Headaches are one of the most common complaints that bring people to the doctor’s office. Headaches are such a common problem that typing “headache” into a Google search results in more than 86 million results. Most people don’t even go to the doctor because of it – they learn to control the pain on their own: some just need to get some rest, others need to drink coffee or eat, and still others need to take mild painkillers such as ibuprofen.
Usually a headache is not a sign of a serious illness, but sometimes it can be a harbinger of a life-threatening condition. Currently, about 300 different types of headaches have already been identified, but, unfortunately, doctors find the true cause in only 10% of patients. Pain of unknown cause is classified as a primary headache. This category includes pain from overexertion, migraines, cluster headaches. Such pain can often complicate daily activities, impair performance, but are not life-threatening.
Migraine, cluster headaches and tension headaches
The most common problem that worries people is stress. At one stage or another, it can affect up to three-quarters of adults. People who experience headaches from time to time are often afraid that this may be a symptom of a terrible disease (usually think of brain cancer). However, as mentioned earlier, there are many types of headaches, and more often than not, they do not pose a serious health risk. Severe pain (migraine), which can disrupt a person’s normal functioning, can be successfully treated. Therefore, if you can not cope with the pain yourself, you should consult a doctor.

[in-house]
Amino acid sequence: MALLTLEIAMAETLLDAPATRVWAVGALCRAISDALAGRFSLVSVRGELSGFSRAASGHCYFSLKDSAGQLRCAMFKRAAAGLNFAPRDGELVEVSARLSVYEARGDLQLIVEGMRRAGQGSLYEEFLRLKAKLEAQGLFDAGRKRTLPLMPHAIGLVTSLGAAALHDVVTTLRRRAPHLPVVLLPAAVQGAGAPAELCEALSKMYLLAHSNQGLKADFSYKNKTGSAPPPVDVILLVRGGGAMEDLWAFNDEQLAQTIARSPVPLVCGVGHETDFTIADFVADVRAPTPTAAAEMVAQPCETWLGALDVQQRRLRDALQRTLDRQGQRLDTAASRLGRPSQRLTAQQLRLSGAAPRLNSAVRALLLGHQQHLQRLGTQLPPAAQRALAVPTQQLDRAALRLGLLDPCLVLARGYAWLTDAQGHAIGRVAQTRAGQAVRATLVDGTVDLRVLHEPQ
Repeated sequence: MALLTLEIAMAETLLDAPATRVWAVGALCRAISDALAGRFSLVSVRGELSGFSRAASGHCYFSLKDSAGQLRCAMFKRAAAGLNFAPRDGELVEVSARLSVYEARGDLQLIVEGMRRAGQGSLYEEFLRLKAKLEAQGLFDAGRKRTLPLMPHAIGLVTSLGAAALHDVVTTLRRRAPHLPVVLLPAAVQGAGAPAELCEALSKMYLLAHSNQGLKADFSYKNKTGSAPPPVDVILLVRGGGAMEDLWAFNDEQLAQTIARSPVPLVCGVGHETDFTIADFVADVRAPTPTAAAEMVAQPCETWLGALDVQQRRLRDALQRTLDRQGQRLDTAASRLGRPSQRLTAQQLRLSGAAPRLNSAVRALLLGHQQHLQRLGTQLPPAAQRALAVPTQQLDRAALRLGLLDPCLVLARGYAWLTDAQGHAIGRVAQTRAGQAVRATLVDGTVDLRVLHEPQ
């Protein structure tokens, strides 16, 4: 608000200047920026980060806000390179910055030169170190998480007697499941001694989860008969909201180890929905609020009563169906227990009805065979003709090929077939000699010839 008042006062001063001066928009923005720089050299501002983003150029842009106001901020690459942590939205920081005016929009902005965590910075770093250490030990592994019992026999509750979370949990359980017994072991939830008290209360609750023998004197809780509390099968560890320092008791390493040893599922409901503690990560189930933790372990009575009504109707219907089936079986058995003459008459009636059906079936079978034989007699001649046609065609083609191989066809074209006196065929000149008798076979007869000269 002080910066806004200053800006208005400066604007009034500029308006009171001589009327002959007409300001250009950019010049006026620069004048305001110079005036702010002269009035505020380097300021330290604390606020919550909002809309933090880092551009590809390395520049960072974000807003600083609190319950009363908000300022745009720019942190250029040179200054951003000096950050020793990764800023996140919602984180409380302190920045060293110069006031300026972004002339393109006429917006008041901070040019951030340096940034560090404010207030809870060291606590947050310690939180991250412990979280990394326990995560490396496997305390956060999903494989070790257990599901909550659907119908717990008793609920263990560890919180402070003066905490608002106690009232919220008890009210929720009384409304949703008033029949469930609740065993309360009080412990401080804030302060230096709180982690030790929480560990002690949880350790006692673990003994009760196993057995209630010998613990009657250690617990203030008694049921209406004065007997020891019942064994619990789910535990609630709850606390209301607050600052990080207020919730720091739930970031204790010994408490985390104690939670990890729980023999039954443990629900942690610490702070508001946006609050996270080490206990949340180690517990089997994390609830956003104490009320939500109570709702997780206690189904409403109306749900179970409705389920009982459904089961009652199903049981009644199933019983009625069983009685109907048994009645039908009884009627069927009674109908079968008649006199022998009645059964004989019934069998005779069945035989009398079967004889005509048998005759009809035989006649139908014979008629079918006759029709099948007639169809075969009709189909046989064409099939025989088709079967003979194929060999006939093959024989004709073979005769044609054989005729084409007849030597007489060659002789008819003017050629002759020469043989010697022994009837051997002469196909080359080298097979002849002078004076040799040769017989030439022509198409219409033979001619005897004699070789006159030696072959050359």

Most often, people suffer from tension headaches. In most patients, it is mild, recurs quite rarely, and responds well to simple treatment. However, sometimes this type of headache is particularly severe and recurs even several times a week. This pain is associated with overwork, increased stress, poor sleep. These pains are not life-threatening and a variety of methods can be used to treat them, from hot showers or stress relief through breathing exercises to body massage or pain medication.
When can a headache predict a serious illness?
Here are some symptoms and situations in which doctors recommend contacting the nearest medical facility as soon as possible.
- age over 50;
• change in the usual nature of the headache;
• sharp and severe pain, which was not noticed before;
• aggravated by coughing, sneezing, exertion or walking;
• pain accompanied by personality changes or strange behavior;
• pain along with fever, neck stiffness, confusion, memory loss;
• pain after a head injury.
• Pain from previously diagnosed cancer or immunodeficiency.
In any of these cases, you should quickly go to the nearest medical facility or call an ambulance. In no case should you wait until the pain goes away on its own or until the medicine works. The conditions that can cause these types of headaches are often medical emergencies and can be life-threatening. The category of diseases that can cause unusual headaches include: blockage of the veins in the head, stroke, dissection of the wall of the carotid arteries, infectious meningitis (inflammation of the mucous membrane of the scalp), etc.
Often headaches can mislead people. Although the vast majority of them are harmless to human health and resolve spontaneously, a very severe and sudden onset of a headache may be the only sign of a fatal and rapidly progressive disease. In the case of an unusual nature of the headache, it is better not to ignore the symptom.